“When he went into surgery and we were there waiting to see if he would survive, it was the worst time. Just absolutely horrible.”

But happily Connor did pull through, and from his recovery came a desire to help others in his position.

“He wanted to be there for other young people, to help show them having a stroke is not the end of the world and you can rebuild your life,” says Sara.

“I think when you’re 14, you don’t know about strokes – even when I found out that he’d had a stroke, my initial reaction was ‘He’s too young for that to happen’. But it does happen, to kids much younger than Connor too.

“When a child has a brain injury, they change and the family changes too. It’s something you never get over and even now we’re finding things out about Connor we didn’t know in the beginning.

“It’s such an unknown and scary time and that’s why Connor now wants to help others to get through it. As well as raising money, he’s always on social media, responding to people who have contacted him, reaching out to others, and supporting them in any way he can.”

As the impact of his support gathered pace, Connor was invited to meet the Duke and Duchess of Cambridge after being nominated for a BBC award. A year later, he met the Royal couple again after receiving his Diana Award.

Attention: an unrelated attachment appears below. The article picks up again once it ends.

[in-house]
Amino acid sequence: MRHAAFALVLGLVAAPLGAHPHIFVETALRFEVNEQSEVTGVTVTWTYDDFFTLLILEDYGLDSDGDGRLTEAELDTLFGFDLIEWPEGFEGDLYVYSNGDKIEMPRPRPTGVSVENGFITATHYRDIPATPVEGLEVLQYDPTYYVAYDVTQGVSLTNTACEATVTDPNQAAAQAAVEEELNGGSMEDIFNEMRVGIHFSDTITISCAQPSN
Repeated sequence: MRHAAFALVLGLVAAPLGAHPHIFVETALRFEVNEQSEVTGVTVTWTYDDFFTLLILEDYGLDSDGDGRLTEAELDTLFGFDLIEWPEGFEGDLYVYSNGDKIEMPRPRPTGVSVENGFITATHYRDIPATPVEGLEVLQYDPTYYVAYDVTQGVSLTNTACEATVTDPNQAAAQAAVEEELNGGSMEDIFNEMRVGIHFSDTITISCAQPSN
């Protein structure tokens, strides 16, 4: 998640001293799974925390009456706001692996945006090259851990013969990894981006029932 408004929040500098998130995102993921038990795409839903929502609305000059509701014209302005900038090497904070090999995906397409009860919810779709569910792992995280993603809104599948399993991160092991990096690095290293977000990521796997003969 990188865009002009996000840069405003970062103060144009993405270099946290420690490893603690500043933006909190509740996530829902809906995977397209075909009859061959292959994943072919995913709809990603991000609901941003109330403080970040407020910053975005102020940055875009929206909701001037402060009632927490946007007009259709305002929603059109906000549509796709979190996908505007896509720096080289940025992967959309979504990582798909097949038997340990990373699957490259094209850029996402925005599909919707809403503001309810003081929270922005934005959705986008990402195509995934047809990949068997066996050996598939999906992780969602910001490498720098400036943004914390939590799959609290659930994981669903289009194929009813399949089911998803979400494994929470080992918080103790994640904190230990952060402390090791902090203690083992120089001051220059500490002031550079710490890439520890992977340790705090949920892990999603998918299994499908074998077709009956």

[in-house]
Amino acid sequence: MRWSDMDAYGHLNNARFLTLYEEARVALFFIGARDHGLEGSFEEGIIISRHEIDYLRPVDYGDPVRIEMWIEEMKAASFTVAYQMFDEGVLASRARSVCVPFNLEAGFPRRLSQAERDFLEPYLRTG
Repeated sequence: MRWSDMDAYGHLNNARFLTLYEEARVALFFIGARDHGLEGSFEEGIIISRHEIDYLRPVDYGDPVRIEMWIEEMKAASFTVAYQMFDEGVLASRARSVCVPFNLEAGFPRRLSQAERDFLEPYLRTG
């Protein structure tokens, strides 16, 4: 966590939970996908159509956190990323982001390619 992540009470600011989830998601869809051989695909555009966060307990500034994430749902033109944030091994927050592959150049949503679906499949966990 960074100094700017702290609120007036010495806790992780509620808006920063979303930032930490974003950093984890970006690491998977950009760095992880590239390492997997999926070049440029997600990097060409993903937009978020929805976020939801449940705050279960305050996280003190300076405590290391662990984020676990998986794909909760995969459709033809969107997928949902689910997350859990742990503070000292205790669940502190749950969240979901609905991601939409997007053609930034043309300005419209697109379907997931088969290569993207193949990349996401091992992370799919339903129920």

“William remembered him from that first meeting and knew all about his story, which Connor was absolutely delighted about. William, the future King of England, must meet thousands of people but he remembered their last meeting and what had overcome and what he’d achieved,” recalls Sara.

“He and Kate are lovely people, very down to earth, and Connor didn’t expect that birthday message from them at all but was of course absolutely delighted.”

Going forward, Connor remains committed to doing all he can for other young survivors.

“He just sees himself as nothing special, but so many people see him as an inspiration and he really is,” adds Sara.

“He will keep going and do as much as he can. There is life after brain injury and Connor is showing that every day in such a positive way.”